Georgetown Lombardi Comprehensive Cancer Center researchers have used animal models to reveal new information about the impact — positive and negative — that soy consumption could have on a common breast cancer treatment.
The scientists have uncovered the biological pathways in rats by which longtime soy consumption improves effectiveness of tamoxifen and reduces breast cancer recurrence. But they also show why eating or drinking soy-based foods for the first time while being treated with tamoxifen can, conversely, reduce effectiveness of the drug, and promote recurrence.
The study, published in Clinical Cancer Research, uncovers the molecular biology behind how soy consumption, especially its most active isoflavone, genistein, affects tamoxifen — both positively and negatively.
It also mirrors what has been observed in breast cancer patients, says the study’s senior investigator Leena Hilakivi-Clarke, PhD, professor of oncology at Georgetown Lombardi.
“There has long been a paradox concerning genistein, which has the similar structure as estrogen and activates both human estrogen receptors to a degree. Estrogen drives most breast cancer growth, yet high soy intake among women in Asian countries has been linked to a breast cancer rate that is five times lower than Western women, who eat much less soy,” she says. “So why is soy, which mimics estrogen, protective in Asian women?”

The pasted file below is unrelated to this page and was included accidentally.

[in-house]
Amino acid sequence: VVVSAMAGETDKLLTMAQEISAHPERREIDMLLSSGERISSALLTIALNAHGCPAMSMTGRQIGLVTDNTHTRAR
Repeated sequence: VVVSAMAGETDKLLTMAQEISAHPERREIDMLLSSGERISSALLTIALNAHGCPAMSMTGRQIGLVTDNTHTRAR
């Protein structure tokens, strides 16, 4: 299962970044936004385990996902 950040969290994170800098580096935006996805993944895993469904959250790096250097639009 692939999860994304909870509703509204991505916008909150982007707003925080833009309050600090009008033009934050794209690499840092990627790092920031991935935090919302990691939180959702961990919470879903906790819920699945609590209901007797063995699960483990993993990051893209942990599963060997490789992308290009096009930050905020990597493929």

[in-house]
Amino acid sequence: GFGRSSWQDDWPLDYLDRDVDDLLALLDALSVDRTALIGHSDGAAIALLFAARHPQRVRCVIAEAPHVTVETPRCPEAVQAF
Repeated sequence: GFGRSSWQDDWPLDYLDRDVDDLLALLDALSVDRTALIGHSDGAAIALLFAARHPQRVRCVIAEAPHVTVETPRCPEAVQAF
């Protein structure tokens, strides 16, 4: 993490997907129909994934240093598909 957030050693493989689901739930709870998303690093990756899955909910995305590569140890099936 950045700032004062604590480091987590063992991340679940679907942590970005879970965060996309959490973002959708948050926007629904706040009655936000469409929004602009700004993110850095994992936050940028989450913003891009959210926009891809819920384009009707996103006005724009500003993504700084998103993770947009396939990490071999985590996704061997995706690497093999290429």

More than 70 percent of the 1.67 million women diagnosed with breast cancer worldwide in 2012 was estrogen-receptor positive, and tamoxifen and other endocrine therapies meant to reduce the ability of estrogen to promote cancer growth, are the most common drugs used for these cancers. Although endocrine therapies can be highly effective in preventing or treating breast cancer, about half of patients who use them exhibit resistance and/or have cancer recurrence.
Dr. Stegall’s Comments: This research is very important, as soy consumption has been debated for decades. In general, soy is thought to be estrogenic but certain soy derivatives such as genistein have been shown to have an anti-cancer effect. I do not typically recommend dietary soy consumption in my patients, but I do frequently include a genistein supplement in my protocols if sensitivity testing shows it to be effective against a patient’s circulating tumor cells.